Background to my interest in teaching children with autism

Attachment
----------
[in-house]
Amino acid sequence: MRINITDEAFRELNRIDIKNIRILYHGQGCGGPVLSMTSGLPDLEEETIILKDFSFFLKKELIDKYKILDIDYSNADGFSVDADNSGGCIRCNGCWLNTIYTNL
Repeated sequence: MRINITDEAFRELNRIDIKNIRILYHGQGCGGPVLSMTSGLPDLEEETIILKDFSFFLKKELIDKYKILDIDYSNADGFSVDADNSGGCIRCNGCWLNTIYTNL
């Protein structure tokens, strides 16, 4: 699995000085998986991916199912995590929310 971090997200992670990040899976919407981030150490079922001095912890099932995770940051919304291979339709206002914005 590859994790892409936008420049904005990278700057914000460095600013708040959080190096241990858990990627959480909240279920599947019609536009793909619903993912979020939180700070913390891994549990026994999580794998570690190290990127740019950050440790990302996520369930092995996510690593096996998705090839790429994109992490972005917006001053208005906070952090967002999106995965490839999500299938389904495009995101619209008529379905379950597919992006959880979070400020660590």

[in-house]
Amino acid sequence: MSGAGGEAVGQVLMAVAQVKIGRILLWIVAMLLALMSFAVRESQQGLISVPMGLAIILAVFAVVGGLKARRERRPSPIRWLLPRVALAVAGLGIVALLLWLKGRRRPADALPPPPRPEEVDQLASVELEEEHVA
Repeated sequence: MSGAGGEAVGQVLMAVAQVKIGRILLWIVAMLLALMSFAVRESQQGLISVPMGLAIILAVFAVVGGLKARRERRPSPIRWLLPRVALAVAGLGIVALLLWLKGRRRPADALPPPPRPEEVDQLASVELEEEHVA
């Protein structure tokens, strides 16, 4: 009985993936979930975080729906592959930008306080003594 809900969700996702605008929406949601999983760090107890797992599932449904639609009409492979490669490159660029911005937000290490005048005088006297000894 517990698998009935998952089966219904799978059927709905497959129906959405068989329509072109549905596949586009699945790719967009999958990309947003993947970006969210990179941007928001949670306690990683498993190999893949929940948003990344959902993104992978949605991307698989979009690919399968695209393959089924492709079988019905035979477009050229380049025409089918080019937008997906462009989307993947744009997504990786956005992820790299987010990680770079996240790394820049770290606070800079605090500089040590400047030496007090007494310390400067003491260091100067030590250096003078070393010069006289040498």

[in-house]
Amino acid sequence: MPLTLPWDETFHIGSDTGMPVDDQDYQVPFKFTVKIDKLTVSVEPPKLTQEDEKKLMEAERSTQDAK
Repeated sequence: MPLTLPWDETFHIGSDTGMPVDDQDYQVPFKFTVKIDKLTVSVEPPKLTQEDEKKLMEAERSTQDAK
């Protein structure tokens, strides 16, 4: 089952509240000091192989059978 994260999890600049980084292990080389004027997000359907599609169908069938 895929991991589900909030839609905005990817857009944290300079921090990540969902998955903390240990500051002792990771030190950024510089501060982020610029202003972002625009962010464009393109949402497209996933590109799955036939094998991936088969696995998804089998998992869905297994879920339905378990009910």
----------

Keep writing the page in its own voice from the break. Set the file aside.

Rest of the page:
But he was also fearful of dying, and the periodic reduction in his level of consciousness was experienced by him as if he was passing away.  To defend himself against this latter horror, again without conscious awareness, he had found that he could become alert if others around reacted to him with shock.  His ‘homosexual’ behaviour, such as his irreverent and immodest greeting quoted at the point of first contact, might almost be guaranteed to evoke shock behaviour on the part of others.  Felicity wanted Alton to have the diagnostic electroencephalogram (EEG) to verify the first part of the hypothesis, namely, that his level of consciousness was lowered to avoid awareness of any upsetting ‘dirtiness’ around him.    After Alton left, Felicity phoned the neurologist and, without explaining why, requested that the neurologist ask his technician to expand the alpha‑blocking part of the EEG test to get Alton to picture a series of six imaginal presentations.  The six images, dictated verbatim in random order, were: “picture yourself beating up on your mother” [taboo aggression], “picture yourself being told you are dying” [death*], “picture yourself looking down from the edge of a high cliff” [heights], “picture yourself walking up to a dusty window sill” [dirt*], “picture yourself talking on a stage and making a major faux pas” [social embarrassment], and “picture yourself at sea in a ship in a great storm” [water].  Felicity asked that each presentation last ten seconds before asking Alton to stop thinking of the picture, with thirty seconds between pairs of presentations to allow ‘recovery’ from their effects.  Although clearly bewildered, the neurologist agreed to do as requested.     Alton went at the appointed time to see the neurologist.  When next seen, he reported that he had his EEG, but he was perplexed by the interview with the neurologist that followed it.  The latter had inquired only into the sleep problems, completely ignoring the homosexuality.  Alton seemed reassured when, in response to his inquiry, Felicity said he had not told the neurologist anything about Alton’s presenting problem.  Alton wanted to know what the neurologist had said about him.  Felicity had already received the neurologist’s report. 

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